Picture it, a democratic society founded on an ethos of free speech and open public opinion, encouraging a culture of healthy competition and informed citizenship. At the same time, imagine this society harnessed under an oligpoly of powerful media giants suppressing local institutions and dominating the public discourse with well-defined economic priorities which triumph public interests. Does this sound familiar?
Unfortunately, this is not another one of George Orwell’s chilling visions of a totalitarian world. Rather, it describes the contemporary Australian media landscape whereby the media moguls of Packer, Murdoch and Stokes and their dynasties Fairfax, Nine Network, NewsCorp, Fox and Seven, as well as players Gina Rinehart and Bruce Gordon (Turnbull, 2014) hold powerful positions as the purveyors of influence in political, economic and social life.
This centralisation of media ownership (Hart, 2008) is alarming given the potential for media owners to misuse their power to influence reporting (‘Democracy in Australia’, 2013), as seen by the blatant right-wing bias in the papers owned by Murdoch during the 2013 Federal election (McKnight, 2013). Such repressions on journalistic independence prompt further issues relating to media pluralism, as the loss of freedom of expression leads to a poorly informed public (Hart, 2008).
Yet the effect that media ownership, and thus coverage, can have on our ideologies is not a new phenomenon. During the Vietnam War, graphic footage broadcast across the country had an adverse effect on public opinion (McLaughlin, n.d.), with some veterans recalling being abused as baby killers, rapists and murderers on their return home (‘Aftermath’, n.d.).
In comparison, today’s digital era consists of multiple delivery channels, with the increasing concentration of media ownership (Hart, 2008) and the potential relaxation of regulations restricting cross-media ownership (Lynch, 2014) enabling content that is politically influenced, inaccurate, manipulated or biased to reach a far greater audience (‘Democracy in Australia’, 2013). This is evident in the viral image of a four-year-old Syrian boy apparently alone in the desert.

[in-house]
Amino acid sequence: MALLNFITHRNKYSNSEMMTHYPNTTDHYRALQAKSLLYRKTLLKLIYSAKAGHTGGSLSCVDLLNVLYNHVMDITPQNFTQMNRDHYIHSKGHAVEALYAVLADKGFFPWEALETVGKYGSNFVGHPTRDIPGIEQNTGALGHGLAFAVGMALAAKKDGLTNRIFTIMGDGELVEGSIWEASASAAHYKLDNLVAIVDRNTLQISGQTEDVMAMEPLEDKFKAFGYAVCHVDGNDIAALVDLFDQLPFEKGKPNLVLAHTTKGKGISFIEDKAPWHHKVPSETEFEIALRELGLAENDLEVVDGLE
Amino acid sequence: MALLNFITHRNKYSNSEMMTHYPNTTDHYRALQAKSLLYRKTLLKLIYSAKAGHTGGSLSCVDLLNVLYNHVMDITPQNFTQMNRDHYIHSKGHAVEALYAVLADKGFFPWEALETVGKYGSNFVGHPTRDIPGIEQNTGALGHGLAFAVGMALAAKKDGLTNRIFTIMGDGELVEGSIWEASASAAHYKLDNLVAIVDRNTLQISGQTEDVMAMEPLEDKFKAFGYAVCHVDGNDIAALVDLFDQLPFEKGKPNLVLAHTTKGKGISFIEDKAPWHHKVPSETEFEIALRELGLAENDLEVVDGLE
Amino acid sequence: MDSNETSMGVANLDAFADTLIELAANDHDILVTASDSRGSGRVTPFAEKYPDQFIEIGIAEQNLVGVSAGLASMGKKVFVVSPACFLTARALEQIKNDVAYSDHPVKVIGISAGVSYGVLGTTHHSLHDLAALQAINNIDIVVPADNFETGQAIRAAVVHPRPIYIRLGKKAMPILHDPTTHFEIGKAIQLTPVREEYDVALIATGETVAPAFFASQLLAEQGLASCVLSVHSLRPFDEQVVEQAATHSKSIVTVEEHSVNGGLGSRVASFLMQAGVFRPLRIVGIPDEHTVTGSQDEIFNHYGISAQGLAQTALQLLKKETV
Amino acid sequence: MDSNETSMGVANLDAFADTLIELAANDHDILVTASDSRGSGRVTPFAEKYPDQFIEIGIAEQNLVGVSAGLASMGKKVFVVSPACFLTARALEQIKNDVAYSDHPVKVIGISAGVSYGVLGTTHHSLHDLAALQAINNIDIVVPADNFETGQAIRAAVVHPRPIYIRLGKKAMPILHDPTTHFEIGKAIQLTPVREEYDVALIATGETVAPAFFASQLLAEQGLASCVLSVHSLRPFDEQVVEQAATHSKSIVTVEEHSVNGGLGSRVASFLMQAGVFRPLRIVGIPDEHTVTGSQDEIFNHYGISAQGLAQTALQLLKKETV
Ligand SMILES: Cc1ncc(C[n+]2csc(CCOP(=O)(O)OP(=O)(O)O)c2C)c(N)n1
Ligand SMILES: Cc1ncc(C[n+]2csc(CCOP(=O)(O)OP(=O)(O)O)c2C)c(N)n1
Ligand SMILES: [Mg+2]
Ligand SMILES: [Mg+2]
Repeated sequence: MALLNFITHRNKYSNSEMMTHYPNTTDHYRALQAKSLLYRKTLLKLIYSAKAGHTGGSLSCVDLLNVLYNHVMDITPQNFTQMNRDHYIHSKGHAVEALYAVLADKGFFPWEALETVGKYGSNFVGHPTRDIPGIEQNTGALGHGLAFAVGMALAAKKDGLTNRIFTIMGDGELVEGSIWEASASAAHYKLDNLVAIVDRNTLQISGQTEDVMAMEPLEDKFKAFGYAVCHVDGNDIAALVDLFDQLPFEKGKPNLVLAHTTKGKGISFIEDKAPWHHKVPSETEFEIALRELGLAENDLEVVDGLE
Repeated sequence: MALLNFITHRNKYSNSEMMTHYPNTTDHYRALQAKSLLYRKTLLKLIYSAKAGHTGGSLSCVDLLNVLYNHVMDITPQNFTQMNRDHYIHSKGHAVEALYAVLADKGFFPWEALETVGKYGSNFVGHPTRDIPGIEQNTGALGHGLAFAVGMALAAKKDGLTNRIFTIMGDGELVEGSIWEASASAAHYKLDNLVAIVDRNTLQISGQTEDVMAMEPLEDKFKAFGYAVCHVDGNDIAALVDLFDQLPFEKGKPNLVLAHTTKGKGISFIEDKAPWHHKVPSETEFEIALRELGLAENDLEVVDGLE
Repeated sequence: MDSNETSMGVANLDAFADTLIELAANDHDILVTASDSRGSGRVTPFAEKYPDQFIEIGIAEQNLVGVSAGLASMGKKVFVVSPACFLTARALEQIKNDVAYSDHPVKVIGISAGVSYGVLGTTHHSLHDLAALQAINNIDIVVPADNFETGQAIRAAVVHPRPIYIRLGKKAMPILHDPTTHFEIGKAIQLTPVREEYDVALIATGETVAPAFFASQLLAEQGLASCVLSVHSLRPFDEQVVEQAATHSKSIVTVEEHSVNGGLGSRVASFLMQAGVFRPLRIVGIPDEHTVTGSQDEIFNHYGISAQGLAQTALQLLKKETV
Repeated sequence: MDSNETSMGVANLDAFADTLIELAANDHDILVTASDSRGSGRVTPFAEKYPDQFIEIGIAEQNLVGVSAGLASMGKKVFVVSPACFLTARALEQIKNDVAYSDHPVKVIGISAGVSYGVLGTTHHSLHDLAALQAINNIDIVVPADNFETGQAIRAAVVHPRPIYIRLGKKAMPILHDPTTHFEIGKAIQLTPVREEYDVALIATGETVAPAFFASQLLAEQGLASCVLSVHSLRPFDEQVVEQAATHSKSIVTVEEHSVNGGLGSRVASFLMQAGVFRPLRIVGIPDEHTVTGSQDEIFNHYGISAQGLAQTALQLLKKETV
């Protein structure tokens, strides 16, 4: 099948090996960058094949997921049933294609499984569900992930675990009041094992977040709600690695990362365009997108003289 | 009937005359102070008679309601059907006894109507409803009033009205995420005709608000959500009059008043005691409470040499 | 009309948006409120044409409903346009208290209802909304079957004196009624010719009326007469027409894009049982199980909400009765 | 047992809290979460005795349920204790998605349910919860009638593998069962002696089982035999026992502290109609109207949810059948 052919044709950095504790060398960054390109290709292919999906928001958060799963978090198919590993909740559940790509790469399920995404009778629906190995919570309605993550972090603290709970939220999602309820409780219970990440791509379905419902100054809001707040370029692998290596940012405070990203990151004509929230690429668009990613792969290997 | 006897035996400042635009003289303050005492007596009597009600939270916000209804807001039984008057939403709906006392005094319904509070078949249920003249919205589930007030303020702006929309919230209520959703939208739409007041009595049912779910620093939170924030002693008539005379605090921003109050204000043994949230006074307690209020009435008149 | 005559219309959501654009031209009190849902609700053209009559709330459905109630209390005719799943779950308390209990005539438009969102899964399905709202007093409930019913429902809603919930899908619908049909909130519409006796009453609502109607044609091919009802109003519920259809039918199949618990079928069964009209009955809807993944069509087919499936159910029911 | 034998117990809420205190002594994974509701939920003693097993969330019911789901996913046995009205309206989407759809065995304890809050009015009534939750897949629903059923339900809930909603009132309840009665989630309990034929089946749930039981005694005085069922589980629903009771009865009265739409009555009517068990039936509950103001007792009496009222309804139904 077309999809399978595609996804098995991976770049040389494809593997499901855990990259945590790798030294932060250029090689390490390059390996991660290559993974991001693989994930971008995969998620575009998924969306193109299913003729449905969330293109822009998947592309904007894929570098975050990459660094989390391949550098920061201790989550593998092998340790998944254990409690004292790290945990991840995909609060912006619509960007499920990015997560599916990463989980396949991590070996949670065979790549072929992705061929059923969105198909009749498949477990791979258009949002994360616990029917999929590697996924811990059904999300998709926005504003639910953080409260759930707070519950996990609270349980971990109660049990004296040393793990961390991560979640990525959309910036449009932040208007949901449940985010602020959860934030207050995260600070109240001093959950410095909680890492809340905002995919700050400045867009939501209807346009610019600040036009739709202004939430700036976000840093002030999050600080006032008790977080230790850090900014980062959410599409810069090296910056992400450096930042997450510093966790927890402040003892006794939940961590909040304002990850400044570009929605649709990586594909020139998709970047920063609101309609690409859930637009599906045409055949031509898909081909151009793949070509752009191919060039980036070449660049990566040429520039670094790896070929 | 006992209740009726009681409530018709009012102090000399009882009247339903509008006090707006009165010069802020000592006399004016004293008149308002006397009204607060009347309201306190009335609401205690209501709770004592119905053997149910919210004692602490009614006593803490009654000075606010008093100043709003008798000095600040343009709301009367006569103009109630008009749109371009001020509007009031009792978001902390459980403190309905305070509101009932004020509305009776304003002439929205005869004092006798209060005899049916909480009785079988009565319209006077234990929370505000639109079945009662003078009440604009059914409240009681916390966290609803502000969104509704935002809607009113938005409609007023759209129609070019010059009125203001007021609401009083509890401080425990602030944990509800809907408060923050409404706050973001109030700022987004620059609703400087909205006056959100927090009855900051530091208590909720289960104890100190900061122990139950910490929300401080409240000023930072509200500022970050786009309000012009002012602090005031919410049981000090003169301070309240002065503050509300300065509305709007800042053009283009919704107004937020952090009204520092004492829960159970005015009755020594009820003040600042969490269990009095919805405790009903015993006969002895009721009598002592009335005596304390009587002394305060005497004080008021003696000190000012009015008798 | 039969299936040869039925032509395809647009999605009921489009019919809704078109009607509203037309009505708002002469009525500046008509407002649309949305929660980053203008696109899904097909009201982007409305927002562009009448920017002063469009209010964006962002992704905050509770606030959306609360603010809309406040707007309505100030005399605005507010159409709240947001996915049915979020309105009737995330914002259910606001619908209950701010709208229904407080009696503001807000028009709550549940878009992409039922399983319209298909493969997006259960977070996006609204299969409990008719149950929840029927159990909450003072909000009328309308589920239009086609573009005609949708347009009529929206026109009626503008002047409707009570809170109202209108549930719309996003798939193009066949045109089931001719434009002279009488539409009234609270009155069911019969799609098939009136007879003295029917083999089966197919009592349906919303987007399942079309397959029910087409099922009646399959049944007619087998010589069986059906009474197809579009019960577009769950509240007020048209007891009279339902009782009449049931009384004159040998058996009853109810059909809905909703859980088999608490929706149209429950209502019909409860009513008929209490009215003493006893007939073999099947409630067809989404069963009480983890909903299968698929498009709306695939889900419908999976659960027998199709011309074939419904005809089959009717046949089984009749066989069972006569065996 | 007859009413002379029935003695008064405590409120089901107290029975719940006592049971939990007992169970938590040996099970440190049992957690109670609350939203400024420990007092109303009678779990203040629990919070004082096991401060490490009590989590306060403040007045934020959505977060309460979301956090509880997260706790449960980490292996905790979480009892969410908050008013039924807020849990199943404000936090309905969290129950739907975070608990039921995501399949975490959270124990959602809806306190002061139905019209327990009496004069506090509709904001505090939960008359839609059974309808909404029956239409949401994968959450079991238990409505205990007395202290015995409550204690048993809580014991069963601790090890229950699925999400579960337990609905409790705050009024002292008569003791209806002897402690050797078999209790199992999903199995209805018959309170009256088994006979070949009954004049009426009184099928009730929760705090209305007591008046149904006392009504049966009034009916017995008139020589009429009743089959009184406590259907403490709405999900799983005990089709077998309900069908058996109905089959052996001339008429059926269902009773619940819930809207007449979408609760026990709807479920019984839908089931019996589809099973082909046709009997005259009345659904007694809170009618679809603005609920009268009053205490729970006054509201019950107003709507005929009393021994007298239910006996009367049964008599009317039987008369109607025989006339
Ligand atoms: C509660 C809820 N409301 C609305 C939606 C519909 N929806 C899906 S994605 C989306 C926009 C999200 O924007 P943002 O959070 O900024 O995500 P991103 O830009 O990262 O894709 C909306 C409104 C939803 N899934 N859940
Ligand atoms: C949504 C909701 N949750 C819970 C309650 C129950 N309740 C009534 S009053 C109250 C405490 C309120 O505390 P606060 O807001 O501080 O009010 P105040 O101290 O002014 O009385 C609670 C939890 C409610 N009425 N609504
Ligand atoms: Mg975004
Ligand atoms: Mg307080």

Thus, while major media corporations can monitor, change and direct public discourse, because the Internet is so prolific, there will always be sources to find out the truth, which, coupled with the rise of citizen journalism and activism, will redefine and disrupt the parameters of media control.Giverny Reference List: Turnbull, S., 2014, ‘Media Mythbusting: ‘Information Just Wants To Be Free’, notes from Lecture 4 of Communication and Media Studies at The University of Wollongong.
‘Democracy in Australia – Media concentration and media laws’, 2013, The Australian Collaboration, retrieved 28 March 2014, pp.1-2 <http://www.australiancollaboration.com.au/pdf/Democracy/Media-laws.pdf>.
McKnight, D., 2013, ‘Rupert Murdoch and his influence on Australian political life’, The Guardian, retrieved March 28 2014, <http://www.theguardian.com/commentisfree/2013/aug/07/rupert-murdoch-australian-election-2013>.
Hart, E., 2008, , ‘Media Ownership’ in
Media and Journalism, Oxford University Press, pp. 401-2, 404, retrieved 24 March 2014, <http://lib.oup.com.au/he/media_journalism/bainbridge2e/bainbridge1e_case06.pdf>.
McLaughlin, E., ‘Television Coverage of the Vietnam War and the Vietnam Veteran, The Warbird’s Forum, retrieved 29 March 2014, <http://www.warbirdforum.com/media.htm>.
‘Aftermath’, Australia and the Vietnam War, retrieved March 29 2014, <http://vietnam-war.commemoration.gov.au/aftermath/veterans.php>.
Lynch, J., ‘Coalition ‘sympathetic’ to relaxing restrictions on media ownership’, The Sydney Morning Herald: Business Day, retrieved March 28 2014, <http://www.smh.com.au/business/coalition-sympathetic-to-relaxing-restrictions-on-media-ownership-20140309-34ff5.html>.
Sherwood, S., Malik, S., 2014, ‘Image of Syrian boy in desert triggers sympathy – and then a backlash, The Guardian, retrieved 29 March 2014, <http://www.theguardian.com/world/2014/feb/18/image-syrian-boy-desert-un-refugees-tweet>.